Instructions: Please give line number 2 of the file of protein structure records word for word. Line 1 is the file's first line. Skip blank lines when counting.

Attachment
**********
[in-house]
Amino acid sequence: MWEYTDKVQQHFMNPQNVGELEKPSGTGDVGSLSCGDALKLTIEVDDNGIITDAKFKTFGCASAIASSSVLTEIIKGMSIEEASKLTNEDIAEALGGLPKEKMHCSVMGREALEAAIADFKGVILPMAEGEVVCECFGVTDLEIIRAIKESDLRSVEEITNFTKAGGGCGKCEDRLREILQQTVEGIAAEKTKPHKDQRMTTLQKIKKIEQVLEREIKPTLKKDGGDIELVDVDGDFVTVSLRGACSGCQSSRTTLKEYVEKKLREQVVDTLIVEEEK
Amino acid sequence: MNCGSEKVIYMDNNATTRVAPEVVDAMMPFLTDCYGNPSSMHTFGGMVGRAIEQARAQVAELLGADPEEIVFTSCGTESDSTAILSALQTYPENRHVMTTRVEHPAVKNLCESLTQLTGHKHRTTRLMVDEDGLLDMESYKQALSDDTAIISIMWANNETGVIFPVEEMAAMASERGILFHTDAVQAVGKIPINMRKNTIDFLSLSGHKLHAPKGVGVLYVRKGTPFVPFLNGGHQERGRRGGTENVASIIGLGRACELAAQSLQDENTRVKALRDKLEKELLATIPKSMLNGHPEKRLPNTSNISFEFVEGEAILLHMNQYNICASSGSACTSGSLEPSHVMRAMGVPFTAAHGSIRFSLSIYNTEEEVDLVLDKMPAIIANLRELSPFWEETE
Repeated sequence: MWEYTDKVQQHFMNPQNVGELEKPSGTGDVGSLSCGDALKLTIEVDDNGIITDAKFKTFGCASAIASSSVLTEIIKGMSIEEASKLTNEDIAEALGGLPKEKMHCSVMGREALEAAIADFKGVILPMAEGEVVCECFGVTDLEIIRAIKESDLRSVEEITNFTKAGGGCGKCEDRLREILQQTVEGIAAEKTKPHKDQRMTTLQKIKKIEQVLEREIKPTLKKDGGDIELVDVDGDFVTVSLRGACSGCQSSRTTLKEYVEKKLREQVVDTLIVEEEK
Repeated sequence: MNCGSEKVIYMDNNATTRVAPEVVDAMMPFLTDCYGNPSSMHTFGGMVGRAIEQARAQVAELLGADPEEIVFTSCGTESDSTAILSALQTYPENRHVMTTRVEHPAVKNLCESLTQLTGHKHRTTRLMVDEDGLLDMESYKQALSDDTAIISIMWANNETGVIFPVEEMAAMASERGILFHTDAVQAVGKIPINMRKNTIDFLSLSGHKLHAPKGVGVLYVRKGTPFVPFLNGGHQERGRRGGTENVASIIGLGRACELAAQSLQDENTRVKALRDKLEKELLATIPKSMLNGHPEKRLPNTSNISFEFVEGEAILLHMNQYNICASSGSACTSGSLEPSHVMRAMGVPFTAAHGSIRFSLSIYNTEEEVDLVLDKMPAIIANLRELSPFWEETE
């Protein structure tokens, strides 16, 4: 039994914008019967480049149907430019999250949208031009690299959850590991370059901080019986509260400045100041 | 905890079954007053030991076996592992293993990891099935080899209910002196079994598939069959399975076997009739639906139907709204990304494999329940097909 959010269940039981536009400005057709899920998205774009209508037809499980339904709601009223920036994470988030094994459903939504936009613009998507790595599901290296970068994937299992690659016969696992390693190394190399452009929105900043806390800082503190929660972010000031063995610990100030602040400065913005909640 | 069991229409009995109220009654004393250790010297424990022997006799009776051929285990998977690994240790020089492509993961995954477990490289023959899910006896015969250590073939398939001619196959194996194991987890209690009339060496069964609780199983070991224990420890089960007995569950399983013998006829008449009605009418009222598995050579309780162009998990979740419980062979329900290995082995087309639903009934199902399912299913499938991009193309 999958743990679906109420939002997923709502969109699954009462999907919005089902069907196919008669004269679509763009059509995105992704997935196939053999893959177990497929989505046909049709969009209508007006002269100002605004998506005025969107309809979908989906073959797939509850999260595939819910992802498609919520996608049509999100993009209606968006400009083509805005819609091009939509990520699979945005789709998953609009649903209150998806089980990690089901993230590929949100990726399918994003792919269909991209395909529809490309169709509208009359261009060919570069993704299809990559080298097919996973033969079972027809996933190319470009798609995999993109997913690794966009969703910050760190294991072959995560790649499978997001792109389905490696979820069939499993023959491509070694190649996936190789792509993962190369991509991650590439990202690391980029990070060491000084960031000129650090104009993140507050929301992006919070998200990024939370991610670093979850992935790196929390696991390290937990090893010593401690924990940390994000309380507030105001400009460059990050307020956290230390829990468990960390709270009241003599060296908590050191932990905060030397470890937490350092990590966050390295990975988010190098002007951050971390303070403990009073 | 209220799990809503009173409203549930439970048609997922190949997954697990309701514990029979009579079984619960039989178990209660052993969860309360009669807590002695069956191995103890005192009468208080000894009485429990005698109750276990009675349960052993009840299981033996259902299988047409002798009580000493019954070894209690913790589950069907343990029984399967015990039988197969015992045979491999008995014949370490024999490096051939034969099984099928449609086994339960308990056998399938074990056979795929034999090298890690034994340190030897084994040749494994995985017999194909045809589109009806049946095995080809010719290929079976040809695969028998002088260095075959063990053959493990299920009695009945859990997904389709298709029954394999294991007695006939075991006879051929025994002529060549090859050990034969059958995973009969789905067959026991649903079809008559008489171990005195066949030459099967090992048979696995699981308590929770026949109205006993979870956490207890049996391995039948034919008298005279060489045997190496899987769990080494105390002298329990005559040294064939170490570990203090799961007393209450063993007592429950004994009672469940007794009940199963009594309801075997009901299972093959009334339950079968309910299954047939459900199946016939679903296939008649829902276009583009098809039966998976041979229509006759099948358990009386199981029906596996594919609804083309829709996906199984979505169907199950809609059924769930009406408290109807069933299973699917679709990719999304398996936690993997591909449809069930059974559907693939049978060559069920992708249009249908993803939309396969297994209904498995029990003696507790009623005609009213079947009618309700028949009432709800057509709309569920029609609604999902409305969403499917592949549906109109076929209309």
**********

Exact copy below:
Amino acid sequence: MWEYTDKVQQHFMNPQNVGELEKPSGTGDVGSLSCGDALKLTIEVDDNGIITDAKFKTFGCASAIASSSVLTEIIKGMSIEEASKLTNEDIAEALGGLPKEKMHCSVMGREALEAAIADFKGVILPMAEGEVVCECFGVTDLEIIRAIKESDLRSVEEITNFTKAGGGCGKCEDRLREILQQTVEGIAAEKTKPHKDQRMTTLQKIKKIEQVLEREIKPTLKKDGGDIELVDVDGDFVTVSLRGACSGCQSSRTTLKEYVEKKLREQVVDTLIVEEEK